"I t’s already dark outside,” Lazer said. “Why haven’t they called?”

“It’s still early,” Officer Maxwell said. “They’ll call. I know it’s difficult, but try to be patient.”

Toby ran her hands over the armrest of her chair. “Officer, what you’re asking is not difficult. It’s impossible.”

“Little Leah’le,” Moe moaned. “Can’t even say her own name yet.”

Toby dabbed her eyes with a dainty handkerchief. “Oh, Uncle Moshe, will she even live to learn it?”

“Of course she will, and I’ll bake the biggest cake, five layers, and ice it with her favorite color.”

“Pink,” Toby said smiling through her tears. “We’ll celebrate like never before.”

Lazer placed his hands on his knees. “Uncle Moshe, you ought to get back to the Matthewses. That sick little boy needs you.”

“I’ll go first thing tomorrow morning, then come back here after I stock the icebox.”

“Stock the icebox?” Officer Maxwell asked.

Moe straightened the gray cap on his head. “I’m the cook over at Mr. Matthews’s farm.”

“You’re being too modest,” Toby said. “You’re more than a cook. Ever since his mother died, you’ve taken care of that Matthews boy as if he were your own son. Mr. Matthews wouldn’t manage without you.”

“He’s a good boy, that Zachary, but my official job is cook, and as I’m a religious Jew,” he explained to the officer, “I keep a kosher kitchen there. Every item of food that comes into that kitchen is bought by me and cooked by me. Mr. Matthews and I have an agreement. No one is ever allowed to cook or even warm food in my kitchen.”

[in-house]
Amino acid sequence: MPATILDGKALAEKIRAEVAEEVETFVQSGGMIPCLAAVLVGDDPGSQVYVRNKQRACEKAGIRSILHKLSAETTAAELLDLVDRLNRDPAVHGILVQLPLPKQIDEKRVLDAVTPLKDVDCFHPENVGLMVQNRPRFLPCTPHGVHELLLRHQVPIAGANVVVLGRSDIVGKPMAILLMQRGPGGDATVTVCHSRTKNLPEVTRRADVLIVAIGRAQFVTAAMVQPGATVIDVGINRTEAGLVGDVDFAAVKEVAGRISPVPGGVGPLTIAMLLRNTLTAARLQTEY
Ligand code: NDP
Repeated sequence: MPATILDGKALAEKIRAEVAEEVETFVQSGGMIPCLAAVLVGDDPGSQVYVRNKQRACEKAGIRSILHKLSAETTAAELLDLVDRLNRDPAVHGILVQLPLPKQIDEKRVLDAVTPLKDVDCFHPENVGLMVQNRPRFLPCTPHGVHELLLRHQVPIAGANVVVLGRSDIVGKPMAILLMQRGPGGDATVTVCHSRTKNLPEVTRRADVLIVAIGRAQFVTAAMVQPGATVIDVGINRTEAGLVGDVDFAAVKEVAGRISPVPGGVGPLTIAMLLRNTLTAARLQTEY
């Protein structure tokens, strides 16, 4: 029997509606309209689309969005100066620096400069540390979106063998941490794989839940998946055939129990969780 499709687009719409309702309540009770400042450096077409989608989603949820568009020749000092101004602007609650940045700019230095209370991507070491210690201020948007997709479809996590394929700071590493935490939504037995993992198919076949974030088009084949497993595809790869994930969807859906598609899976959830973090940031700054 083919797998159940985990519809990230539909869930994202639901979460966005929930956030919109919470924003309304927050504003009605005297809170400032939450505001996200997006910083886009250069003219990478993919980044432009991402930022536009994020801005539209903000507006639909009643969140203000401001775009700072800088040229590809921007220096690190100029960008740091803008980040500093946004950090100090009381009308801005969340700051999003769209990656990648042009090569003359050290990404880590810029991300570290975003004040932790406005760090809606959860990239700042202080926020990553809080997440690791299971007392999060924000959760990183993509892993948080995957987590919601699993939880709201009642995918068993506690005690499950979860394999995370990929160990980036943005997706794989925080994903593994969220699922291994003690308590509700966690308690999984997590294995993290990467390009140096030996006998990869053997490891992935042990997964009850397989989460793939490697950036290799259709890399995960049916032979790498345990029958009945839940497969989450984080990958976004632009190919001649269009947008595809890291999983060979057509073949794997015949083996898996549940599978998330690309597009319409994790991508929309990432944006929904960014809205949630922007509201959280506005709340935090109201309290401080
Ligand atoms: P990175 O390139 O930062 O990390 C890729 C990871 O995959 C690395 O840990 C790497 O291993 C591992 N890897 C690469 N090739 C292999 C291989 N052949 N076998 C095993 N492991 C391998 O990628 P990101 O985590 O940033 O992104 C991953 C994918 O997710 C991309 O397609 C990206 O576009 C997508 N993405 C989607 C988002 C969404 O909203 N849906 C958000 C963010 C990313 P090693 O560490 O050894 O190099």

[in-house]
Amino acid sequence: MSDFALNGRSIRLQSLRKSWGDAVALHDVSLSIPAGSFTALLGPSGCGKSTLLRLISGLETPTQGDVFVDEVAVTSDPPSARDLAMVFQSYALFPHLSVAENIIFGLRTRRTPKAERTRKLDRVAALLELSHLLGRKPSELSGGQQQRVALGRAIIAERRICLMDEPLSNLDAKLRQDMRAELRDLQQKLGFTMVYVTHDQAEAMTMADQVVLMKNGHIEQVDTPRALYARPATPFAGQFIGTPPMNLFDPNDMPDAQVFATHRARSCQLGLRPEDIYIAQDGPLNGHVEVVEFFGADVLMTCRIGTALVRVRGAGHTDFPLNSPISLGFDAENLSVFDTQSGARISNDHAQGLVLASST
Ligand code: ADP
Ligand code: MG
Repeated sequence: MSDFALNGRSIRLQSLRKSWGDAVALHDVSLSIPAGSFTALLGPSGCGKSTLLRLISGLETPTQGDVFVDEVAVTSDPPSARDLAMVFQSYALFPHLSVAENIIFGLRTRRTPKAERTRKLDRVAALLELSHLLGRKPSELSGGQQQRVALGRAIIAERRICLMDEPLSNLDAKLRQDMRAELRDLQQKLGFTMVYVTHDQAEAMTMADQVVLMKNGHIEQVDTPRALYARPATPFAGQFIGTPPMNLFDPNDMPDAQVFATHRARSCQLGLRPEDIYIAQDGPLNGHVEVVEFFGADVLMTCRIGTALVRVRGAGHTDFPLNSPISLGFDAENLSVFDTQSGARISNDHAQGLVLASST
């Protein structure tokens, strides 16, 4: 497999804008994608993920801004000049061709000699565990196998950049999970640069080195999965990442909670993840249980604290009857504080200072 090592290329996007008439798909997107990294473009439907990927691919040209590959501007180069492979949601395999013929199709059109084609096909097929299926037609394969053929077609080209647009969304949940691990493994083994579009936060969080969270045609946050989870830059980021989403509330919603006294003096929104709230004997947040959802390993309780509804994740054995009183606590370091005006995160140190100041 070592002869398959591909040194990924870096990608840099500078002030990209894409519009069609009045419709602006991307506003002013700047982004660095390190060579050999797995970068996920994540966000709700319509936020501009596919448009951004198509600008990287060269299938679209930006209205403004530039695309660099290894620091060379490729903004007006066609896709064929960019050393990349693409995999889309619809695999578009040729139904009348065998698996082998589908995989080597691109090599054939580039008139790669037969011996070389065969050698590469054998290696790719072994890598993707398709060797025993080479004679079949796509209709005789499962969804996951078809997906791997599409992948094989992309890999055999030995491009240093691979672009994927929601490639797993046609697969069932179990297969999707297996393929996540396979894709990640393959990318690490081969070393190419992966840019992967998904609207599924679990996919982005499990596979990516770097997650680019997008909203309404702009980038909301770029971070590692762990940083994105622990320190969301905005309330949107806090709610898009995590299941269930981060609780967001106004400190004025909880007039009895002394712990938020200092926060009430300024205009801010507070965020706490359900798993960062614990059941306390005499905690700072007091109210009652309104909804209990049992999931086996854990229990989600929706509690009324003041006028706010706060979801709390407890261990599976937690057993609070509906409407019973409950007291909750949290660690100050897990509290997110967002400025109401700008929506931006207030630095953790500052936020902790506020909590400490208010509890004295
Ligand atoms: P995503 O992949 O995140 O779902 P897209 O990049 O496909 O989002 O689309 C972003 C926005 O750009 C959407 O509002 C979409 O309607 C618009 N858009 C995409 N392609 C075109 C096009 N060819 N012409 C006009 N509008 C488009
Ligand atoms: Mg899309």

“Interesting,” Officer Maxwell said. “So what do they eat while you’re away?”

“I fill the icebox before I leave for the weekend, with foods that don’t need warming. That’s why I best be returning there tomorrow. With the two Matthews, the farmhand, and the tutor, I’m sure they’re running pretty low.”

“Hopefully Lulu will be back home before morning,” Lazer said. He stared at the phone on the table beside him with pleading eyes, but it remained silent.

*

“So that’s what happened,” the shopkeeper said. “The girl was gone with the money, and the sick guy was taken to the hospital.”

“Why would Renard go after the girl?”

The shopkeeper looked puzzled. “Because she hurt him and stole his money… lots of it. He’s got every right to go after her.” The shopkeeper seemed impatient. “Listen, gentlemen, I closed my store early because it’s been quite a day. I’m going to have to ask you to leave.”

“Just tell us about the lady that helped her get away.”

The shopkeeper sighed. “Like I said, I don’t know if she helped, but it seems logical that she did.”

“Have you ever seen that lady before?” the kidnapper asked.

The shopkeeper rubbed his chin. “Hmm, now that you mention it, she did look familiar. Yes, she has been here before.”

The kidnappers leaned closer. “Can you remember her name?”

“Well, give me a minute now, let me think…” He shook his head. “Nope, I’m drawing a blank. Sorry.”

The kidnapper reached inside his pocket and pulled out a crisp dollar bill. “Will this help you remember?”

The shopkeeper perked up, and plucked the money from the man’s hand. “I don’t remember her name, but I’m pretty sure she was here picking up an order for Mr. Matthews.” (Excerpted from Mishpacha Jr., Issue 671)